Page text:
Arizona's Family Member, Caregiver, and Guardian Bill of Rights:
Families of individuals with a serious mental illness face many barriers in accessing treatment for their loved ones. The State of Arizona led the nation in passing the very first Bill of Rights Resolution of its kind entitled, “Recognizing the Rights of Family Members, Caregivers, and Guardians of Individuals with a Serious Mental Illness,” in 2016. With unanimous approval, Arizona’s legislature affirmed the critical role that Caregivers play as well as their inherent rights. It is important to understand, in the best interest of the person with a serious mental illness, what Federal and State law allows regarding communication and access to resources in an effort to prevent further crisis. You can find the full text here.
HIPAA: Clearing Up the Confusion
There is nothing that can prepare you for helplessly watching your loved one succumb to a devastating brain disease. One of the most frustrating obstacles in accessing care is the way Health Care Providers often interpret the Federal HIPAA Rule. You can find HIPAA Privacy Rule and Sharing Information here.
There are many studies that now show an increased positive outcome with patients who fully recover from a first time psychotic episode. Unfortunately, the experience of many family members has been that Mental Health Care Providers do not try to ascertain medical history when a child turns 18 and are often shut out of critical communication. A first time psychotic episode can be terrifying for all involved, it is also the most crucial time for information gathering so the best possible treatment can be obtained. In 2016, Arizona passed SB1442 into law and makes it clear that Health Care Providers may receive information from family or friends. Our hospitals and other Mental Health Care Providers are in agreement that communication is vital and support the effort of ongoing education. However, because barriers remain, it is important for Family members, Caregivers, and Guardians to understand their rights related to advocacy efforts so that the best possible outcome can be confidently and safely obtained for everyone involved.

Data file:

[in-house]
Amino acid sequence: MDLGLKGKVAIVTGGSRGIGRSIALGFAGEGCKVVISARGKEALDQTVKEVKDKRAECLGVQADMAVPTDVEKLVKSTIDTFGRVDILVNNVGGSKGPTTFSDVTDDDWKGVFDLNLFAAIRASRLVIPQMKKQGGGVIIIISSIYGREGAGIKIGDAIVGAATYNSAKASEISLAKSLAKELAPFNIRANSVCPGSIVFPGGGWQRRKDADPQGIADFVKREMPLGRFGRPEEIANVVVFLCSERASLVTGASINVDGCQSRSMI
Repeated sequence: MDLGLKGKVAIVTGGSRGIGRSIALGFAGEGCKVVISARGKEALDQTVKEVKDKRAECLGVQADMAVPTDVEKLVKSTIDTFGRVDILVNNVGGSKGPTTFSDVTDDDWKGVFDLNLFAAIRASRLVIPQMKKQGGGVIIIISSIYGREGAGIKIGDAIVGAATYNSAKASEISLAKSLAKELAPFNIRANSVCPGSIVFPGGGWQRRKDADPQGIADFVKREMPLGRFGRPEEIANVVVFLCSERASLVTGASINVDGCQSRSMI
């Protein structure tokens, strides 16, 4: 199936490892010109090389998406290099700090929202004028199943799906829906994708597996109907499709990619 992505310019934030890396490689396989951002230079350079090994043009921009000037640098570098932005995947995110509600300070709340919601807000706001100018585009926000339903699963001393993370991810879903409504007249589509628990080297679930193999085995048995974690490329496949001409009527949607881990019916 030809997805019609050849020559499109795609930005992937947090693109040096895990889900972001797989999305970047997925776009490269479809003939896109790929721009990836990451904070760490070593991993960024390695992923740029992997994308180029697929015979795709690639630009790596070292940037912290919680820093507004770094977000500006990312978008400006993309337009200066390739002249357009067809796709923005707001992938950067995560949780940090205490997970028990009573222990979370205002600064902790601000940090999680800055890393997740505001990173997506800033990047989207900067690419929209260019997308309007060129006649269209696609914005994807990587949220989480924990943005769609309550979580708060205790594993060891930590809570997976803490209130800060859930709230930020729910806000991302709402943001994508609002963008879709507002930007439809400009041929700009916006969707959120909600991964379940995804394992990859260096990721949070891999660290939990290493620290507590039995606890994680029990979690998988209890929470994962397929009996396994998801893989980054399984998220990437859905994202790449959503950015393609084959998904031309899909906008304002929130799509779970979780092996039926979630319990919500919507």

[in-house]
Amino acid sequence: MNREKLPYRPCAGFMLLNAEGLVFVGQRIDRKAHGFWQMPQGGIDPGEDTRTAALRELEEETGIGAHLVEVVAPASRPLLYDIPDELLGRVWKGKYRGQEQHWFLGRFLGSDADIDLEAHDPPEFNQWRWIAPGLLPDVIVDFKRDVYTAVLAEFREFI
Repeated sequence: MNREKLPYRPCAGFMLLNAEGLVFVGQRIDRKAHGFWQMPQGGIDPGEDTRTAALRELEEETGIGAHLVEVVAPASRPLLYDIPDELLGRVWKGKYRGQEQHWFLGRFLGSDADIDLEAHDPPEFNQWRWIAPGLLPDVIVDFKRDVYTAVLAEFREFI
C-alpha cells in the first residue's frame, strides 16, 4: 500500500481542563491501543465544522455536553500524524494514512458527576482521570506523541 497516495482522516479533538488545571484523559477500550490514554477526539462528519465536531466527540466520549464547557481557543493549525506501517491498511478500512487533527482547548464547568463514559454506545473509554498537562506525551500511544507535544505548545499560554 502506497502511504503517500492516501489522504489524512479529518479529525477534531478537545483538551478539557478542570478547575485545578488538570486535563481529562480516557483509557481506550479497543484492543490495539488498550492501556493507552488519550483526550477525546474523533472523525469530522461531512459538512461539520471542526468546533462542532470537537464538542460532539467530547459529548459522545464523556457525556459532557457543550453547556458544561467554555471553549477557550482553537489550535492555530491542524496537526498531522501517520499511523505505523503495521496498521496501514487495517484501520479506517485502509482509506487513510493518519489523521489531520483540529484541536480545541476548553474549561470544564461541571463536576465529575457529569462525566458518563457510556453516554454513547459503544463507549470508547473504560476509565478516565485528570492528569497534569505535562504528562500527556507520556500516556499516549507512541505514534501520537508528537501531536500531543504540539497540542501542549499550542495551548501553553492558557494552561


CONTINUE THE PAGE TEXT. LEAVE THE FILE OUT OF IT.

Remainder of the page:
While recent studies do show promise for the future with regard to first time episodes of psychosis, many individuals will need ongoing support that may last a lifetime. Arming yourself with knowledge and building a trusted team of support within the community is essential.